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EE&T News: November 8, 2011

EE&T News: November 8, 2011

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November 8, 2011 Issue:

• The low-down on an electric super bike
• This thermostat might be smarter than your dog
• A low-power boost for energy harvesting
• Coming: Better thermoelectric generators
• More efficient grocery store coolers
• Energy shorts
• Plastic OLEDs perform as well as glass versions

The low-down on an electric super bike

I teamed up with my colleagues at Engineering TV to do a video segment on the Mission R electric superbike with its 100-kW motor. Watch it here.
Send your energy efficiency news to us at [email protected] -- Leland Teschler, Editor

FEATURED CONTENT

This thermostat might be smarter than your dog

Tired of programming and reprogramming your home thermostat? Then you are like 89% of programmable thermostat owners who never program their thermostat, according to the American Council for an Energy Efficient Economy. Perhaps what you need is a Nest Learning Thermostat which learns from your behaviors, preferences and surroundings to create a custom heating and cooling schedule. READ MORE

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A low-power boost for energy harvesting

The energy harvesting arena has become more interesting with the advent of an energy management chip designed to work with a harvesting device alone, without the use of a companion battery. The new chip is designed to step-up or boost the output voltage of widely used energy generators such as thermoelectric generators, electromagnetic coils, single photovoltaic cells, and infrared emitters. The output voltages of such devices are generally in the tens-of-millivolts range. READ MORE

Coming: Better thermoelectric generators

You can add nanocomposites to the list of materials that will turn heat into electricity. Developed by MIT's Dr. Gang Chen and his research team, the work has implications that could potentially be quite broad. The team's solar thermoelectric generators (STEGs) have hit a peak efficiency of 4.6% -- a figure seven or eight times higher than the best flat-panel STEG values reported previously. READ MORE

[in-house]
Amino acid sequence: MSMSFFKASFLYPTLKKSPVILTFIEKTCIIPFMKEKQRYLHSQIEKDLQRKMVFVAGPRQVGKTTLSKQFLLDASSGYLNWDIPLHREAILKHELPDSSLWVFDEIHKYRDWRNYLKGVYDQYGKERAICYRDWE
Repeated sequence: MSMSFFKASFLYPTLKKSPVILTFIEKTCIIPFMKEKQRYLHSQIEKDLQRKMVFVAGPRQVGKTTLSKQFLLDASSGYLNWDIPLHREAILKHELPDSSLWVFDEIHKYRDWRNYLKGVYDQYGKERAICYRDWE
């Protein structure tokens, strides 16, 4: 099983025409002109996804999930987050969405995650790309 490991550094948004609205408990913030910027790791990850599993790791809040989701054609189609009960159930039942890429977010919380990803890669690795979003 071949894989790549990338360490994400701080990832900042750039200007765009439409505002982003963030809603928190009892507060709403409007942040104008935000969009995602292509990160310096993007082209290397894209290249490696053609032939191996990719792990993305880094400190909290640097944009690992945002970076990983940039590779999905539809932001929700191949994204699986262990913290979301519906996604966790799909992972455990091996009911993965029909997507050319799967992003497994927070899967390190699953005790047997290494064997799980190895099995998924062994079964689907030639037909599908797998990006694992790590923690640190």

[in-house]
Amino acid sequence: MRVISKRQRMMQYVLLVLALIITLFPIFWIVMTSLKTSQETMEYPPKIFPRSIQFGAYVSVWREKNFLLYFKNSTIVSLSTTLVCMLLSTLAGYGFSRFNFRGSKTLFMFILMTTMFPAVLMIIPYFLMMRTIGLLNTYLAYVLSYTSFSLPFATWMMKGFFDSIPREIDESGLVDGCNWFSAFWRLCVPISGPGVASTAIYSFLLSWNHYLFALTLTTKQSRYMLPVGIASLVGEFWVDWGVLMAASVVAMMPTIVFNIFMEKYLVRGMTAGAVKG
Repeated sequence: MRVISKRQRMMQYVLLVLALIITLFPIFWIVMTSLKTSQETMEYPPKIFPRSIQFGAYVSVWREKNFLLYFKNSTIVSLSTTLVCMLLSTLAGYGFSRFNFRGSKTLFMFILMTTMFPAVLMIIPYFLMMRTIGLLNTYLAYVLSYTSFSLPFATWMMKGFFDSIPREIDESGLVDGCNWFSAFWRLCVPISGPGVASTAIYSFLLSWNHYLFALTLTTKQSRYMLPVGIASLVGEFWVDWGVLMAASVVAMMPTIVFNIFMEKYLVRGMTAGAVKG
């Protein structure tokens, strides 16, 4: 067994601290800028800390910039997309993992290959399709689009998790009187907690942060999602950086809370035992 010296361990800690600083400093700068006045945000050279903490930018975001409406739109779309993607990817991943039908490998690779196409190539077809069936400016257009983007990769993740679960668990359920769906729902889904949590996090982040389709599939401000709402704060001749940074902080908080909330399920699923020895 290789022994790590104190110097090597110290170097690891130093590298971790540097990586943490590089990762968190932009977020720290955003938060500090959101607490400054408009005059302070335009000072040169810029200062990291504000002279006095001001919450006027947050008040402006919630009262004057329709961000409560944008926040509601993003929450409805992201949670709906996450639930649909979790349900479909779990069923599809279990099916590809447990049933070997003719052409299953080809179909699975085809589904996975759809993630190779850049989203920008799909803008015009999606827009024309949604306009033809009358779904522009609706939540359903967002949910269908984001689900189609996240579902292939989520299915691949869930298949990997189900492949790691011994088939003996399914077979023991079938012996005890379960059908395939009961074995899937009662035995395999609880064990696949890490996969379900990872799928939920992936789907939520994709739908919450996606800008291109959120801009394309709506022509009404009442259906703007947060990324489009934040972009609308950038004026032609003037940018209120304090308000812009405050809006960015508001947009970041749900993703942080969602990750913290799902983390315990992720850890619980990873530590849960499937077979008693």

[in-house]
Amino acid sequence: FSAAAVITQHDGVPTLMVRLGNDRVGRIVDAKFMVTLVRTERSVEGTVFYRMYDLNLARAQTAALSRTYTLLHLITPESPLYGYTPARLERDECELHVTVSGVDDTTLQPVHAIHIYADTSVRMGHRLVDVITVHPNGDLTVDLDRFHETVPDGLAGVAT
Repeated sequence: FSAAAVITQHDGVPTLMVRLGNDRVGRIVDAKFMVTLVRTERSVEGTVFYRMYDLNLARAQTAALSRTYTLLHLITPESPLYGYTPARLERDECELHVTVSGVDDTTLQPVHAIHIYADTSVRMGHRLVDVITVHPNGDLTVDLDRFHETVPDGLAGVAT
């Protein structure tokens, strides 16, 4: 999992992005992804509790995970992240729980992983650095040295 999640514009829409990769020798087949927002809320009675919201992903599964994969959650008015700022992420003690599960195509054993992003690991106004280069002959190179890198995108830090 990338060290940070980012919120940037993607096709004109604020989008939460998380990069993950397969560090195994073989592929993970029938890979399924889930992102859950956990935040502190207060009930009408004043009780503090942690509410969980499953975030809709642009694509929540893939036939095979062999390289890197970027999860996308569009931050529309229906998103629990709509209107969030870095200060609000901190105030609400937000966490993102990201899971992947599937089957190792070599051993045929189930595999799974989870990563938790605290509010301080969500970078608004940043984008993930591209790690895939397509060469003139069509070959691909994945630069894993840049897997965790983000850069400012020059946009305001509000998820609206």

More efficient grocery store coolers

Engineers at the University of Washington and Kettering University in Michigan have figured out a way to cut the energy used by the open-face coolers that are widely used in grocery stores.They say widespread implementation of their techniques across the U.S. would save roughly $100 million in electricity costs each year. READ MORE

Energy shorts

CFL ballast control IC
Improving energy efficiency in industrial pneumatics
Whitepaper: High isolation optocoupler target HEV apps
IC for LED control

LED LIGHTING

Plastic OLEDs perform as well as glass versions

Heavily doped glass substrates have been the key to getting high output efficiency out of organic light-emitting diodes (OLEDs). But a group of researchers at the University of Toronto think they have figured out how to get OLEDs fabricated on plastic to yield efficiencies equivalent to those of their glass-based counterparts. READ MORE

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DM330014 LED Lighting Development Kits, Now at Digi-Key
LED lighting designers are being challenged to meet the rapidly expanding demand for green, smart-energy technologies while differentiating their products. Microchip's Digital LED Lighting Development Kit (DM330014) enables designers to quickly leverage the capabilities and performance of the dsPIC33 'GS' series of Digital Signal Controllers (DSCs), to develop LED lighting products. The dsPIC33 'GS' DSC and this reference design allow developers to create a 100% digitally controlled ballast function, while including advanced features such as dimming and color hue control.

FEATURED LINKS

Thomas Division
Thomas provides OEM pump and compressor innovations for environmental applications with oil-less technology offerings including WOB-L® and articulated piston, diaphragm, rotary, linear, and liquid pumps.
www.gd-thomas.com

Today's Energy Efficiency News update brought to you by:
International Rectifier

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